When I read about Joe Paterno’s passing this weekend — on two separate occasions, strangely — I found it impossible to separate the coaching legend of so many decades from the sexual abuse scandal of recent memory. For good or ill, one event or choice can fundamentally alter public perception of a person’s life and legacy.
Indeed, this is a central element of the book project on classical heroism that I just finished. The image of ourselves that we want to present to the world isn’t necessarily the one that will actually be presented or accepted, especially if there is some sort of anomalous behavior that doesn’t fit with that image. At bottom, there are only so many decisions we can make in a short lifetime, which is why each decision we make matters a great deal.
Now, it’s almost certainly the case that few people will be able to line up every single decision and say, “Everything you see here tells one complete, clear, and consistent story about me.” But it’s so important to think critically about what we do and say because of the basic fact of our existence. As Shakespeare (5.5.27-29) pointed out, “Life’s but a walking shadow, a poor player / That struts and frets his hour upon the stage / And then is heard no more.” Macbeth, into whose mouth Shakespeare puts these words, is nearing his own death and is correct that the most basic fact about human beings is that their lives are brief.
But he is wrong about the very next line that he utters, for life is not necessarily “a tale / Told by an idiot, full of sound and fury, / Signifying nothing” (5.5.29-31). Macbeth might be somewhat consoled by this conclusion; he has done terrible things to others in his pursuit of power so that his life has turned out to be one that has been lived badly. But each life, however brief, can have great significance if lived well. As Janusz Korczak wrote, “The lives of great men are like legends – difficult but beautiful.”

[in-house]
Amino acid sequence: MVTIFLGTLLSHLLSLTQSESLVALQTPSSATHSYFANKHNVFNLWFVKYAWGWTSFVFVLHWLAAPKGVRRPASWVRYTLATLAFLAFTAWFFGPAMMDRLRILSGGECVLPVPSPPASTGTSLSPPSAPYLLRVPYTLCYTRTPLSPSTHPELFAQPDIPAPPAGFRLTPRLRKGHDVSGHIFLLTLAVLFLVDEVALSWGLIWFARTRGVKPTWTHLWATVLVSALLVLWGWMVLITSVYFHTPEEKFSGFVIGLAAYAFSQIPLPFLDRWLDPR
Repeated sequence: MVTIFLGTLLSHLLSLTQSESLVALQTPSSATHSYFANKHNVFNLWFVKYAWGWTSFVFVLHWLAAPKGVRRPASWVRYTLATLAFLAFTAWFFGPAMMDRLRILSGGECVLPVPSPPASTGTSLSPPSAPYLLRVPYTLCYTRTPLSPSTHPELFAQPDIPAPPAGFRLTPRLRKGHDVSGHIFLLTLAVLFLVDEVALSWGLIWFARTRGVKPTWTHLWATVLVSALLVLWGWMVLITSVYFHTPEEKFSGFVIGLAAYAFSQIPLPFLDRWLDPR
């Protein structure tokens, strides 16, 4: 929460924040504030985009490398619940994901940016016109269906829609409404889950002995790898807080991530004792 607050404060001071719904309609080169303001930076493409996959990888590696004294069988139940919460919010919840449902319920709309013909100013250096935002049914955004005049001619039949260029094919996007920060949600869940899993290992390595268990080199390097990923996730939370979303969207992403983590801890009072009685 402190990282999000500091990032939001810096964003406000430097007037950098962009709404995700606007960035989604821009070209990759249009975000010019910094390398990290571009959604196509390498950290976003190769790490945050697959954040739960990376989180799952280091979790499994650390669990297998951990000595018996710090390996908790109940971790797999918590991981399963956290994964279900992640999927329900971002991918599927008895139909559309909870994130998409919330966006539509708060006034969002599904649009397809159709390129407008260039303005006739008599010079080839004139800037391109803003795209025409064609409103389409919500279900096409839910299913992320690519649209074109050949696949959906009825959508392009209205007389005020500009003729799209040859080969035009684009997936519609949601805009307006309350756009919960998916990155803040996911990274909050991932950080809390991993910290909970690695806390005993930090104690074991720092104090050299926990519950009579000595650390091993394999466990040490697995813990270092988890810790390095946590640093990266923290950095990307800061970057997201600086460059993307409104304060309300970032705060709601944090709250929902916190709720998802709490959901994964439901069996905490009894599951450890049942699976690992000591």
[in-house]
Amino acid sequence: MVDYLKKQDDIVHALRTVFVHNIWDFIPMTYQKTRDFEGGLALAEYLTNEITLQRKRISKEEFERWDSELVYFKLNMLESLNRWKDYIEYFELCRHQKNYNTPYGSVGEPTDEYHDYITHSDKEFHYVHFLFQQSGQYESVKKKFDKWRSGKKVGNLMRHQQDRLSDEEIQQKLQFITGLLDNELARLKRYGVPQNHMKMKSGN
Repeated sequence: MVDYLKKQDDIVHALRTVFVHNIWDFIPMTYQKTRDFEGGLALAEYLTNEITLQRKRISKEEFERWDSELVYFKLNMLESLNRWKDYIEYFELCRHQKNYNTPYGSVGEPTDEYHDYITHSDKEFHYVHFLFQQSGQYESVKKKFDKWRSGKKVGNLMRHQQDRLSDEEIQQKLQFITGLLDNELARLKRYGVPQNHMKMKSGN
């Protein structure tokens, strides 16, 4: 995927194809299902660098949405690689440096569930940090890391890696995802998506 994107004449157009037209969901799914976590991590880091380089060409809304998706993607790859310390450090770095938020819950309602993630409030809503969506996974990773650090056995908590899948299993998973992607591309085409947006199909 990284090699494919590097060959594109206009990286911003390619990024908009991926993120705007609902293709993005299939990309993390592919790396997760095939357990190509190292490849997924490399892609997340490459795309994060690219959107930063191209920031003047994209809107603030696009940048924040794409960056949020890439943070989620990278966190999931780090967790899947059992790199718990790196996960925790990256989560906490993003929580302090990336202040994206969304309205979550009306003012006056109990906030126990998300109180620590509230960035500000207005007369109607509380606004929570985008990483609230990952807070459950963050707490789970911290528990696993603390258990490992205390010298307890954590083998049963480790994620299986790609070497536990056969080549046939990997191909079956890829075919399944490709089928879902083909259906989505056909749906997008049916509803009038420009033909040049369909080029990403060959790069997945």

That the best lives are filled with hardships whose navigation or endurance contributes substantially to their virtue is an idea that runs throughout the stories handed down to us from the Greeks. This is why we continue to find these stories so compelling. And it’s also the reason why we still find the lives of contemporary moral heroes to be so compelling: These are people who assign more weight to living a good life than they do to living a long life and who, as a result, end up risking more than most other people.
In no small part, they do this because they understand the stakes.
If we cling to the false hope that we might somehow stretch out our lives, we fail to recognize the finitude of our choices and thus we fail to imbue each decision or action with the importance that it rightly ought to have. When human beings face the fact of their mortality, when they give up all hope for continued existence, then they are able to think most clearly about the sort of life they want to have lived. It is only in doing so that morally heroic action becomes a possibility.